Liaquat's book, which places the 'world's most exclusive club', the central bankers of America, England, France and Germany, at the centre of events, goes on to show that contrary to what many people continue to believe, the Great Depression was no act of God.
In an interview with R Rajesh Kumar, Liaquat, an investment manager and a former World Bank official, revisits the period when the world was bound in 'gold fetters', and explains how politicians and bankers were among the chief culprits who sent it hurtling to the brink of utter damnation.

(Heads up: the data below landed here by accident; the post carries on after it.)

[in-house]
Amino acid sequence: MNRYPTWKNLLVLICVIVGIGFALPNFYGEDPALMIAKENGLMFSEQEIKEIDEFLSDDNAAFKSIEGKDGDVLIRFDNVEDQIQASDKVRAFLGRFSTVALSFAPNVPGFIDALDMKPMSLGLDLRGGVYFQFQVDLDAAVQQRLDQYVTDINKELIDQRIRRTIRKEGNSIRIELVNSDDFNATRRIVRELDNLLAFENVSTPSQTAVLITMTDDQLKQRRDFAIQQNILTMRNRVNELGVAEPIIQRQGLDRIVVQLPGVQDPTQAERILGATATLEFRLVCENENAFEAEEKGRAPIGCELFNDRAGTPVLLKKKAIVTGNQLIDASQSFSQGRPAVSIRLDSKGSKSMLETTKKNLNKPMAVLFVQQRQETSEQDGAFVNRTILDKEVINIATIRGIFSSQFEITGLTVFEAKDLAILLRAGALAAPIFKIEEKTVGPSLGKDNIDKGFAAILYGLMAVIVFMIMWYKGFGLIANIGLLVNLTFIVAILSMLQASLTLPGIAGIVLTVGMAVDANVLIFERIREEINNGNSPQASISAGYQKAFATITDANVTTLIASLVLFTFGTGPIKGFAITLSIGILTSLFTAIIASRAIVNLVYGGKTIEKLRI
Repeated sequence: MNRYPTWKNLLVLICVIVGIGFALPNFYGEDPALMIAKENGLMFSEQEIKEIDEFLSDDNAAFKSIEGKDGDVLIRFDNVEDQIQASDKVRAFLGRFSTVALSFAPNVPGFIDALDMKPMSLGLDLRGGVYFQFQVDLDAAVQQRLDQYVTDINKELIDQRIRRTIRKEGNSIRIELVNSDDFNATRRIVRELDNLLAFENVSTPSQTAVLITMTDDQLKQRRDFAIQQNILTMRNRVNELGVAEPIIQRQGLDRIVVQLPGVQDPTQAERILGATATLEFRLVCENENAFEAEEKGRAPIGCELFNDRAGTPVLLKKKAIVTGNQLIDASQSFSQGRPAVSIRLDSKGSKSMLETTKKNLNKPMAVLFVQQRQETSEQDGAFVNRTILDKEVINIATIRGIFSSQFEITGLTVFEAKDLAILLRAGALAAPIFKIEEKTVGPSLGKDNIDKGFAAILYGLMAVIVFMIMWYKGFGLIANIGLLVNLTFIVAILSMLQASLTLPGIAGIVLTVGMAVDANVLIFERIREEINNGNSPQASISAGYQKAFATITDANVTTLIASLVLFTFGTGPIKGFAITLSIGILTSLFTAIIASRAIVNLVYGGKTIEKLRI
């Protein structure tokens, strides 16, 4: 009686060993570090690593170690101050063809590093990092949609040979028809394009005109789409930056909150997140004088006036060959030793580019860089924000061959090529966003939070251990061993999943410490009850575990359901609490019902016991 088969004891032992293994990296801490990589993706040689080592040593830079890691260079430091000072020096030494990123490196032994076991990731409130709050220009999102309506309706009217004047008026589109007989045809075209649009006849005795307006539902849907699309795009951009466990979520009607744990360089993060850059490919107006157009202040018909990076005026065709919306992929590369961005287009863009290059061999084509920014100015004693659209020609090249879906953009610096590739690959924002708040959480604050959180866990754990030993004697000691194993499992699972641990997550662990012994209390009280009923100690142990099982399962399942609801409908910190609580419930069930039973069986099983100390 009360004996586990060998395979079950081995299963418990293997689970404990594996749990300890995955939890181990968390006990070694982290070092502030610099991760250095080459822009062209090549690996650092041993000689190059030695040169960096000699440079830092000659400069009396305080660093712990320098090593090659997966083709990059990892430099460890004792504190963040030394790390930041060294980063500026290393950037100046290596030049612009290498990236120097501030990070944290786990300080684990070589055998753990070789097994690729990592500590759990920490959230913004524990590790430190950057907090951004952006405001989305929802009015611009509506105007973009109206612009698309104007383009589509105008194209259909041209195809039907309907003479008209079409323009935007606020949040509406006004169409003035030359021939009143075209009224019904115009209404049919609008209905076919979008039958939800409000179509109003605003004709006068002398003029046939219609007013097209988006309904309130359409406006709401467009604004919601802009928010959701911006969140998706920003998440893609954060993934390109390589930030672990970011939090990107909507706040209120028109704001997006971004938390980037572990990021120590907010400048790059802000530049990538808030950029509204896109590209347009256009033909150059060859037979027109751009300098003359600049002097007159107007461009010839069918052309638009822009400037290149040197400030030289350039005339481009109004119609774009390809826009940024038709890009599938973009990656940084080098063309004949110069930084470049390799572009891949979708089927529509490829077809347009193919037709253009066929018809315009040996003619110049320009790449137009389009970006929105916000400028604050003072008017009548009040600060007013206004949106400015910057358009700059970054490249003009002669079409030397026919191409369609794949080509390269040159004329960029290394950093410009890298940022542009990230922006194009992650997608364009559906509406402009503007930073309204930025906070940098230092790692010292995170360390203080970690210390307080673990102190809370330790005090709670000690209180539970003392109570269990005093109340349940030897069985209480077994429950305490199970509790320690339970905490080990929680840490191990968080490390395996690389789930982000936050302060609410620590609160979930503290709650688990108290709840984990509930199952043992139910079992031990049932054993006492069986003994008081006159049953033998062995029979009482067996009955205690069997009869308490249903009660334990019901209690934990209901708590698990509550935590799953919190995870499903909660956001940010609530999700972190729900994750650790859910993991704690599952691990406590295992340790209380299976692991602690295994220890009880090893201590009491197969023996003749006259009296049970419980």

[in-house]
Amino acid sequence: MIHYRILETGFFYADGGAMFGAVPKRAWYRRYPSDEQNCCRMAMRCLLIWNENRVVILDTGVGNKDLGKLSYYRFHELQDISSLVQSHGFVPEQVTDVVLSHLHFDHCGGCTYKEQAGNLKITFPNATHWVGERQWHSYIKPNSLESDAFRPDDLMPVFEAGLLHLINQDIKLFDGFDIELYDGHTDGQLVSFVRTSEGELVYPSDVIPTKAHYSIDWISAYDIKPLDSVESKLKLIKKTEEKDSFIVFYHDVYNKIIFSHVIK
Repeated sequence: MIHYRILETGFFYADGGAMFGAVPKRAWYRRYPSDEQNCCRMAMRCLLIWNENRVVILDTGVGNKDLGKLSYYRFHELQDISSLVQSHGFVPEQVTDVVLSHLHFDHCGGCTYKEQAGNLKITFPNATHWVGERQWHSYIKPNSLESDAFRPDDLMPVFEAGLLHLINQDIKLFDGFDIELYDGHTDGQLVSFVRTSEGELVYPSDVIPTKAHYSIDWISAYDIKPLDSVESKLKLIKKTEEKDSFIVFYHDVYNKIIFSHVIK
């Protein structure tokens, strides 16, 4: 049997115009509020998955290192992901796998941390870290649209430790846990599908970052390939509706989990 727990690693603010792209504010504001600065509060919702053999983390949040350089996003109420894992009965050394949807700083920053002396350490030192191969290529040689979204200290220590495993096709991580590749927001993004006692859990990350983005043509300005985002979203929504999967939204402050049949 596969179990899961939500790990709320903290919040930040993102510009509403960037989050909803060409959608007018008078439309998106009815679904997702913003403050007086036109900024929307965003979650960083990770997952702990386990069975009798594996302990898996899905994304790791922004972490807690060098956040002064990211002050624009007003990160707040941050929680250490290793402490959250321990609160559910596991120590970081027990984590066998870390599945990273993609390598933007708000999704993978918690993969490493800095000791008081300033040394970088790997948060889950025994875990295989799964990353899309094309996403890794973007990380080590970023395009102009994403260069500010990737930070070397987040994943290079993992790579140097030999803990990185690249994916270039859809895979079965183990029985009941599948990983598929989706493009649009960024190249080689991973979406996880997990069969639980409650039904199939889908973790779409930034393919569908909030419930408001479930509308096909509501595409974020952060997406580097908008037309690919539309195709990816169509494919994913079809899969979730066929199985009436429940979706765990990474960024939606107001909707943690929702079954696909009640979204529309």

He also shares the story of the little-known farm economics professor, who, along with a President who knew no economics, played a lead role in saving the American - and the world - economy. And underlines the lessons that we all can learn from the world's journey to the edge of doom and back.
Image: Some of the 11,000 jobless in Cleveland register for temporary work with the city at the Cleveland Armoury, Ohio, US on November 13, 1930 during the Great Depression. The rate of registering was 1,500 people per hour, which kept the women clerks working through early evening.